Running back Malcolm Brown, who was brilliant in rushing for 130 yards on 26 carries, had half of those carries in the first half, and he rushed just eight times for 17 yards in the second half. Meanwhile, the Texas passing game remained stagnant, the result of some missed deep shots from McCoy and some key drops. Even after McCoy, who finished 8-of-17 for 48 yards, was subbed out, freshman quarterback Tyrone Swoopes didn't fare much better, completing just 1-of-6 throws for eight yards.
One of those incompletions was a big one. Near the end of the third quarter, still trailing by two scores at 23-7, Swoopes uncorked a beautiful deep throw to Davis that the senior receiver couldn't quite pull in. Davis, attempting to make a diving catch, landed at the 27-yard line, meaning had he hauled it in, it would have been a 53-yard gain and could have set Texas up to make things a one-score game.
Instead, it simply represented Texas's last, best chance. The Longhorns punted two plays later, and McCoy's final pick-six came on the 'Horns' next drive.
As a team, Texas had just 236 yards of total offense, with 180 of those yards coming on the ground.
Like Coach Brown said, we needed to try to score points," Malcolm Brown said. "We needed to pass the ball more to the receivers. You can't keep running and try to get yards. You got to put points on the board.
"Oregon's offense was great," Brown said. "Their defense was great, as well. They were stopping us. We just couldn't get going."
The second-biggest crowd in Alamo Bowl history, a pro-Texas gathering of 65,918, took in the game, with a number of those fans chanting "Mack, Mack" as the longtime coach walked off the field for the final time after 16 years as Longhorn boss. Brown won 158 games at Texas, including two conference titles and a BCS National Championship.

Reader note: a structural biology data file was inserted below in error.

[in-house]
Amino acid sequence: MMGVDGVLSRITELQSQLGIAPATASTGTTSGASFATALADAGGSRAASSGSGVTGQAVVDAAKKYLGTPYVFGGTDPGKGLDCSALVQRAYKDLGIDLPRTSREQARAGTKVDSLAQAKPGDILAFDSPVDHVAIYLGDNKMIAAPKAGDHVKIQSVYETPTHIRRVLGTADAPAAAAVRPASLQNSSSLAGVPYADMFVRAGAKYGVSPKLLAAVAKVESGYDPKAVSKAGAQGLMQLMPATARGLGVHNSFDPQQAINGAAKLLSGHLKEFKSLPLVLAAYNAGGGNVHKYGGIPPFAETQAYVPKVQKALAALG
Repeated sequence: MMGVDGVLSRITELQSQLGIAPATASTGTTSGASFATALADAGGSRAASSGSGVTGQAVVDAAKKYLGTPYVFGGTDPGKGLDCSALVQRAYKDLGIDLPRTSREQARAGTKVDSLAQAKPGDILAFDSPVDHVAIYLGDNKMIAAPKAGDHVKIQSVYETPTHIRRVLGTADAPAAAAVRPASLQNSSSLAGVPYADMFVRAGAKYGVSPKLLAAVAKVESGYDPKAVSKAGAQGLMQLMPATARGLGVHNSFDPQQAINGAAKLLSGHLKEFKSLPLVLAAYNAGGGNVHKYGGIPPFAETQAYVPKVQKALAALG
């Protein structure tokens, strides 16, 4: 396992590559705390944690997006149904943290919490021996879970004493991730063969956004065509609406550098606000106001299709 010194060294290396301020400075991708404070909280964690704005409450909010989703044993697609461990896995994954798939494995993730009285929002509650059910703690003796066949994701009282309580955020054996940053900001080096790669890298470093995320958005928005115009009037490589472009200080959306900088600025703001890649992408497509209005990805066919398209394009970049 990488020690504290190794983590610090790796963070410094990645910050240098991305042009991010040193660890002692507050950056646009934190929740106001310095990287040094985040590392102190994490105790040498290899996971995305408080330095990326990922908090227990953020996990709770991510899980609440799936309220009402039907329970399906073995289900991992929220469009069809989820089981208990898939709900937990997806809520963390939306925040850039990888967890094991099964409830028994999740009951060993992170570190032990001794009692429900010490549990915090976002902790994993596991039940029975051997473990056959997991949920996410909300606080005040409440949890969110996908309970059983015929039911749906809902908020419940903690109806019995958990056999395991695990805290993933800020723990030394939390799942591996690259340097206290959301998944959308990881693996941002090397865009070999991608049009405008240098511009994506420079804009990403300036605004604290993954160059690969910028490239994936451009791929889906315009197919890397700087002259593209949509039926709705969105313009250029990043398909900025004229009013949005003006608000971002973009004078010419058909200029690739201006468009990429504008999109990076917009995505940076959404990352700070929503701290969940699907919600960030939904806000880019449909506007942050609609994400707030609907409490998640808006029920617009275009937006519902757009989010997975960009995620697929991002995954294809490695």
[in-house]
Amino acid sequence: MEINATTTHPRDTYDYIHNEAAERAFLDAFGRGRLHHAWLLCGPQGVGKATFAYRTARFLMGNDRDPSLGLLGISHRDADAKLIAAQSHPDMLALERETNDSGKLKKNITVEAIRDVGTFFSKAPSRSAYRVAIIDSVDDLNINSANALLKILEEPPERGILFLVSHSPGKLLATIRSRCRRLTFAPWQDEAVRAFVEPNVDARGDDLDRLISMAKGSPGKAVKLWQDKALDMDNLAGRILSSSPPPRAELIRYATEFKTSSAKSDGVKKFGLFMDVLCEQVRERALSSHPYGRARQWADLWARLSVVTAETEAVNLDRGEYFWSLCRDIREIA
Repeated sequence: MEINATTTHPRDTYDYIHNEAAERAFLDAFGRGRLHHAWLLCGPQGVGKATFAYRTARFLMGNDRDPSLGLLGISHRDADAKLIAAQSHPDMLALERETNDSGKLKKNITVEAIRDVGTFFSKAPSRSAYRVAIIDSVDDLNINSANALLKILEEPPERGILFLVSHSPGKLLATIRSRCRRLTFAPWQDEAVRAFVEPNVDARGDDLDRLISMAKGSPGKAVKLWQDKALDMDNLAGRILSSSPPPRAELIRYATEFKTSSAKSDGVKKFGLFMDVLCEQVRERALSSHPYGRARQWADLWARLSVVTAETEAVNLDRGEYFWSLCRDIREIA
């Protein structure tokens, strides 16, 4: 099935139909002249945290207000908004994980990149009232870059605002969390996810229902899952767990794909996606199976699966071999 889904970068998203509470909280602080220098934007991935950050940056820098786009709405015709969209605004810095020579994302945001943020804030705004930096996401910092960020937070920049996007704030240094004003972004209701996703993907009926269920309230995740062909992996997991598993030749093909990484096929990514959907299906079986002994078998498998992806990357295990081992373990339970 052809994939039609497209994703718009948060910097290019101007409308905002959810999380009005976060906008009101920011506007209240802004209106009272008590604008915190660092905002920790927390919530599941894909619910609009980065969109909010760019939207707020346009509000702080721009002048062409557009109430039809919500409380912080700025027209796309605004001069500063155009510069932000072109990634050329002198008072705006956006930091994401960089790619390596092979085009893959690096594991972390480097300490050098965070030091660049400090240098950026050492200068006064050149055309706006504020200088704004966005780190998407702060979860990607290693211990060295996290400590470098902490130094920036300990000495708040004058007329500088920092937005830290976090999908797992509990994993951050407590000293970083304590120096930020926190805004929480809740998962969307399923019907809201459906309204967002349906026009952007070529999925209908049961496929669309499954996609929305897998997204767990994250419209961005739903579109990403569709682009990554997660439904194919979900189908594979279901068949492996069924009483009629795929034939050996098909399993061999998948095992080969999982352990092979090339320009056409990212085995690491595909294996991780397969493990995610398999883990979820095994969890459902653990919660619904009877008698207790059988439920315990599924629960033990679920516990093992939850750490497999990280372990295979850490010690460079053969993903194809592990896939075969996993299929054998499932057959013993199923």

But he didn't win at the level he wanted to win at this season, with the injury-prone and adversity-riddled Longhorns finishing 8-5 despite lofty preseason predictions that included a predicted top-five finish by Phil Steele. Brown resigned his position on the day after the team's annual banquet, staying on to coach his final game at the Alamo Bowl, the spot of Texas's ninth-win a year ago, a victory over Oregon State that Brown often referenced as a potential launching spot for big things in 2013.
"I have not," Brown responded when asked if he had any regrets from stepping down. "I think it's best for Texas. It's best for me, it's best for the players. We need to win more than eight games. Last year was nine. I really thought we had a chance to win all the games this year. It didn't work. It's my job to make that work."
"I told them tonight, the only regret I had is we didn't win enough games this year," Brown said. "We didn't win as many games as we had good players.
"I feel like a lot of great players are coming back," Brown said. "New energy, new staff, new ideas will really, really help these kids move forward."
Oregon — Avery Patterson 37 INT return (Matt Wogan kick), 13:52 1Q.
Oregon — Wogan 25 FG, 8:36 1Q.
TEXAS — Case McCoy 1 run (Anthony Fera kick), 1:24 1Q
Oregon — Wogan 32 FG, 12:30 2Q
Oregon — Josh Huff 16 pass from Marcus Mariota (Wogan kick), 0:44 2Q
Oregon — Wogan 39 FG, 13:06 3Q
Oregon — Derrick Malone 38 INT return (Wogan kick), 8:55 4Q